If 100.0 g of water at 90 deg. c is added to 50.0 g of water at 10 deg. c, estimate the final temperature of the water.
a point. a line would show progressing distance over passing time. since the object is not going anywhere it would just be a point. i would also assume that this point would be sitting at the 0 on the distance axis. (this assumes distance is the x axis)
if the x-axis is time and the y-axis is distance you will get a horizontal line because time will be passing but the distance will (y value) constant (at rest).
29.5x - 6162.55 = 16414.89 - 54.3x
83.8x = 22577.44
x = 269.4 k
in case, you're not sure what happened to the 2.53, i simply divided both sides by 2.53 first.
example #5: a sheet of nickel weighing 10.0 g and at a temperature of 18.0 °c is placed flat on a sheet of iron weighing 20.0 g and at a temperature of 55.6 °c. what is the final temperature of the combined metals? assume that no heat is lost to the surroundings.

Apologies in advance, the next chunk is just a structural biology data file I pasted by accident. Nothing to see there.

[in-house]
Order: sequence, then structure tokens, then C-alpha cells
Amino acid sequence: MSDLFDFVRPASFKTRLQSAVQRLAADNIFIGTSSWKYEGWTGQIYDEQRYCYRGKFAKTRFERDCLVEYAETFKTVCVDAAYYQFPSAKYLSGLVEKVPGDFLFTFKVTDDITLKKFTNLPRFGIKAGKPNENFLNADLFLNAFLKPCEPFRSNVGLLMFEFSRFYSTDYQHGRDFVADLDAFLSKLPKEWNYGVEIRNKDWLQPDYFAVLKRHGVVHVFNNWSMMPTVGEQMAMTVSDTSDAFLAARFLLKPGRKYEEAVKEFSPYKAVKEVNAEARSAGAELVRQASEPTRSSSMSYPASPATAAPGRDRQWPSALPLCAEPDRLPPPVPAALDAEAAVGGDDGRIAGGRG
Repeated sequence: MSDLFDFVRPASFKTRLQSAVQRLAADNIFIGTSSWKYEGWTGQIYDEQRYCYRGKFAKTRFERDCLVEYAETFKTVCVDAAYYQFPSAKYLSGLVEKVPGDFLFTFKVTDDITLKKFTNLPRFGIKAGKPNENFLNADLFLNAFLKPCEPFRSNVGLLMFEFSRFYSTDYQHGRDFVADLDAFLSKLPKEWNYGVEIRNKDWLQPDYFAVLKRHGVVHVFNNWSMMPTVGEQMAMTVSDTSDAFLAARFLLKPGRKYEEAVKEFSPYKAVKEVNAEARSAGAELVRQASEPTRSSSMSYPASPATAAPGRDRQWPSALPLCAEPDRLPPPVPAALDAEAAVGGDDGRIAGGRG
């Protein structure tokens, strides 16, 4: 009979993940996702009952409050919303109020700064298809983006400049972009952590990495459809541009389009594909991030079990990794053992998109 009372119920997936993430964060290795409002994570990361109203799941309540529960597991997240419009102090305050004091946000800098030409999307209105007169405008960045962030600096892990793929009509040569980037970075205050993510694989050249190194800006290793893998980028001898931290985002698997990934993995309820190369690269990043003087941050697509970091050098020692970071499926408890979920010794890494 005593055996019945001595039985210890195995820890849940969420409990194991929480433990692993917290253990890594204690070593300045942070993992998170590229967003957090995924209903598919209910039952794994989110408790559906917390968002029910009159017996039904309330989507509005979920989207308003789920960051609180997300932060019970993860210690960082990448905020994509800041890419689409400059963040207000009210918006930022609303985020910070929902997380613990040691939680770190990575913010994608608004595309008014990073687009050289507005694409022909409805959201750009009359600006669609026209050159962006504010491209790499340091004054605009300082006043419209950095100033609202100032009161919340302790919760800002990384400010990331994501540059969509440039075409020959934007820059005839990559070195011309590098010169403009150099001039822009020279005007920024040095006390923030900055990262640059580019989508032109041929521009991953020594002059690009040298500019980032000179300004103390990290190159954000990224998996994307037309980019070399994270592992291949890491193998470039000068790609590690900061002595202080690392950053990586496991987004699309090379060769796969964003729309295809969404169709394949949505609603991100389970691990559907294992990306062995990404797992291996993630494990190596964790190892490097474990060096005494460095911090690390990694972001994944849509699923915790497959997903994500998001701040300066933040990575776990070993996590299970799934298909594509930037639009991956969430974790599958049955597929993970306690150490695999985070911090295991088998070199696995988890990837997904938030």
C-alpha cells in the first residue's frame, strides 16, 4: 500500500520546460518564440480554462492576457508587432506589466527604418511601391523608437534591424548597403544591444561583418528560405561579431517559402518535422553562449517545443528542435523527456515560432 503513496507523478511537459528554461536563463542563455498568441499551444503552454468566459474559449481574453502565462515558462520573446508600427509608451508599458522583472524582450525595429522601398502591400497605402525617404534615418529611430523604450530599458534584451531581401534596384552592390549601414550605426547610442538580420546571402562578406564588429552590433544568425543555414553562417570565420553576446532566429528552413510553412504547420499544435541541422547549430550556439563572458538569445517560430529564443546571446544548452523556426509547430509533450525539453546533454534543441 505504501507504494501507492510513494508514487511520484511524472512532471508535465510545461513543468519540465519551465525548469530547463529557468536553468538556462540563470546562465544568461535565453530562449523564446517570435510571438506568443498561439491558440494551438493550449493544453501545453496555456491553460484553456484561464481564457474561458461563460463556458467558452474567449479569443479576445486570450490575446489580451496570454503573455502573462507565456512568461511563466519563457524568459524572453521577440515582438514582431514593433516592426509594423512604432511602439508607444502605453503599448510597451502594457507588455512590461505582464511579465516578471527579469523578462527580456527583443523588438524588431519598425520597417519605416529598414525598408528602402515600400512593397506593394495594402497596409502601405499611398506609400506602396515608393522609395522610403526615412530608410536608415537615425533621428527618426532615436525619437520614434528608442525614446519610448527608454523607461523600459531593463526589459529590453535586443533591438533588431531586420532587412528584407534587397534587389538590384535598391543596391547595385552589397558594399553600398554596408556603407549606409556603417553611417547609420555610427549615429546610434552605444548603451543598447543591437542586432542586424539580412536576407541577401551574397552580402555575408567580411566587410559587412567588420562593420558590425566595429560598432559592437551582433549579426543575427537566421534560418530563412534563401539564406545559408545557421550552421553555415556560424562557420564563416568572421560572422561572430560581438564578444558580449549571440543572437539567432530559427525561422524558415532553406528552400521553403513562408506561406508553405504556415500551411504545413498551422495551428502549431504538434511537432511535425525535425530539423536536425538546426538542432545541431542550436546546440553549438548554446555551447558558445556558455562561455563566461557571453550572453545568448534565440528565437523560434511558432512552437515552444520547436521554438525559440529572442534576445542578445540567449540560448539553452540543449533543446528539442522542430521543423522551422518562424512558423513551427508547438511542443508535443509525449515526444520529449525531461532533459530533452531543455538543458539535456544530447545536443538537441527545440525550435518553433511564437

this problem requires us to find the specific heats for nickel and iron. to do this, we will use this site. the values given are respectively, 0.54 j g¯1 °c¯1 and 0.46 j g¯1 °c¯1
notice that the units on the site are kj kg¯1 k¯1. in addition, notice that i wrote j g¯1 °c¯1. also, notice that there is no numerical difference when using either specific heat unit (the kj one or the j one). in other words:
one kj kg¯1 k¯1 = one j g¯1 °c¯1
the left-hand unit is the iupac-approved one; the one on the right-hand side is the one in most common use.
on to the solution:
qlost = qgain
(20.0) (55.6 - x) (0.46) = (10.0) (x - 18.0) (0.54)
9.2 (55.6 - x) = 5.4 (x - 18)
511.52 - 9.2x = 5.4x - 97.2
14.6x = 608.72
x = 41.7 °c
its d earths seasons
1. walls, doors